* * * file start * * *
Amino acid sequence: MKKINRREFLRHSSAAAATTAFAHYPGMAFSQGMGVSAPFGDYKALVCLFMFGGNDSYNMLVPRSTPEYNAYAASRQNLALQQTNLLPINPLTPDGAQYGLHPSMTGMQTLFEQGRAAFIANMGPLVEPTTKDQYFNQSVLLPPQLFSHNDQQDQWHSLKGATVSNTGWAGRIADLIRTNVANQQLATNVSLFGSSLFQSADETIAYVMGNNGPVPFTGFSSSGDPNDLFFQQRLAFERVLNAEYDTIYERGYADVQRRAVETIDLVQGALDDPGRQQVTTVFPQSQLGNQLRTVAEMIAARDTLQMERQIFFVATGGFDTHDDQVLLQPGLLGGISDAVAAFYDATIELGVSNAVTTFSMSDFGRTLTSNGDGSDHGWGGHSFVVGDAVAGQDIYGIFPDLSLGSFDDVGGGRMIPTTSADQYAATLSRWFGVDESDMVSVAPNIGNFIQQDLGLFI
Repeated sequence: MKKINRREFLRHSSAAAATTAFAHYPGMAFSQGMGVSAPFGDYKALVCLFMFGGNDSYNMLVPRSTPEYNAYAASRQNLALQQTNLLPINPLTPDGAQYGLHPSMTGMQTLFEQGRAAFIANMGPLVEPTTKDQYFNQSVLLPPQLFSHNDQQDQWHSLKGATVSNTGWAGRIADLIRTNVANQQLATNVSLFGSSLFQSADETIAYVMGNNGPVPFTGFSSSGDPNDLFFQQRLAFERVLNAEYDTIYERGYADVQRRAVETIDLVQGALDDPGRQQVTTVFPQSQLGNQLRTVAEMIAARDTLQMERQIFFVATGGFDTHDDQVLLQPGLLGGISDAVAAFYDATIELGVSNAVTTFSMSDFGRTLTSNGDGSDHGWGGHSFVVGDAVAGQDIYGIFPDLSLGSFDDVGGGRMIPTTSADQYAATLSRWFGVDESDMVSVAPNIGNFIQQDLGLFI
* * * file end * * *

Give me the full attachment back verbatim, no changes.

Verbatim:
Amino acid sequence: MKKINRREFLRHSSAAAATTAFAHYPGMAFSQGMGVSAPFGDYKALVCLFMFGGNDSYNMLVPRSTPEYNAYAASRQNLALQQTNLLPINPLTPDGAQYGLHPSMTGMQTLFEQGRAAFIANMGPLVEPTTKDQYFNQSVLLPPQLFSHNDQQDQWHSLKGATVSNTGWAGRIADLIRTNVANQQLATNVSLFGSSLFQSADETIAYVMGNNGPVPFTGFSSSGDPNDLFFQQRLAFERVLNAEYDTIYERGYADVQRRAVETIDLVQGALDDPGRQQVTTVFPQSQLGNQLRTVAEMIAARDTLQMERQIFFVATGGFDTHDDQVLLQPGLLGGISDAVAAFYDATIELGVSNAVTTFSMSDFGRTLTSNGDGSDHGWGGHSFVVGDAVAGQDIYGIFPDLSLGSFDDVGGGRMIPTTSADQYAATLSRWFGVDESDMVSVAPNIGNFIQQDLGLFI
Repeated sequence: MKKINRREFLRHSSAAAATTAFAHYPGMAFSQGMGVSAPFGDYKALVCLFMFGGNDSYNMLVPRSTPEYNAYAASRQNLALQQTNLLPINPLTPDGAQYGLHPSMTGMQTLFEQGRAAFIANMGPLVEPTTKDQYFNQSVLLPPQLFSHNDQQDQWHSLKGATVSNTGWAGRIADLIRTNVANQQLATNVSLFGSSLFQSADETIAYVMGNNGPVPFTGFSSSGDPNDLFFQQRLAFERVLNAEYDTIYERGYADVQRRAVETIDLVQGALDDPGRQQVTTVFPQSQLGNQLRTVAEMIAARDTLQMERQIFFVATGGFDTHDDQVLLQPGLLGGISDAVAAFYDATIELGVSNAVTTFSMSDFGRTLTSNGDGSDHGWGGHSFVVGDAVAGQDIYGIFPDLSLGSFDDVGGGRMIPTTSADQYAATLSRWFGVDESDMVSVAPNIGNFIQQDLGLFI